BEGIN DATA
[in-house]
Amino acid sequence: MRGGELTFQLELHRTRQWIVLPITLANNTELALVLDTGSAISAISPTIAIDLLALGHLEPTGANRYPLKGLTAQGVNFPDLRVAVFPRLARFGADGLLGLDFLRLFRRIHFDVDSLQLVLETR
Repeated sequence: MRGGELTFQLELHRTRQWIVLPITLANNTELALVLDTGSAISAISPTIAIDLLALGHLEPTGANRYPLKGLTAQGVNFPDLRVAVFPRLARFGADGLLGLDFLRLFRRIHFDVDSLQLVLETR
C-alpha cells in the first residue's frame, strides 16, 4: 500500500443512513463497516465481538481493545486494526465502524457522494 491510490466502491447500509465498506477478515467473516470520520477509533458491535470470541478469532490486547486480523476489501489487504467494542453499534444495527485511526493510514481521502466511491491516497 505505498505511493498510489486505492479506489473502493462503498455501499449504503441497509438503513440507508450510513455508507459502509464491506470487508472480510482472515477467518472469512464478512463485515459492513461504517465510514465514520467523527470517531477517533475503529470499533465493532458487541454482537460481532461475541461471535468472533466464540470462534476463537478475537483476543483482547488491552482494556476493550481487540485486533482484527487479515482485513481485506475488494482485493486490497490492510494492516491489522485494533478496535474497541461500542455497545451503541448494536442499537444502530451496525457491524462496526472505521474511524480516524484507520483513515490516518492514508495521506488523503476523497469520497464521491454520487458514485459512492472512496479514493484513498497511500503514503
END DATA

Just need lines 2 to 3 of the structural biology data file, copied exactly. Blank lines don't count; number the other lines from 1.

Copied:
Amino acid sequence: MRGGELTFQLELHRTRQWIVLPITLANNTELALVLDTGSAISAISPTIAIDLLALGHLEPTGANRYPLKGLTAQGVNFPDLRVAVFPRLARFGADGLLGLDFLRLFRRIHFDVDSLQLVLETR
Repeated sequence: MRGGELTFQLELHRTRQWIVLPITLANNTELALVLDTGSAISAISPTIAIDLLALGHLEPTGANRYPLKGLTAQGVNFPDLRVAVFPRLARFGADGLLGLDFLRLFRRIHFDVDSLQLVLETR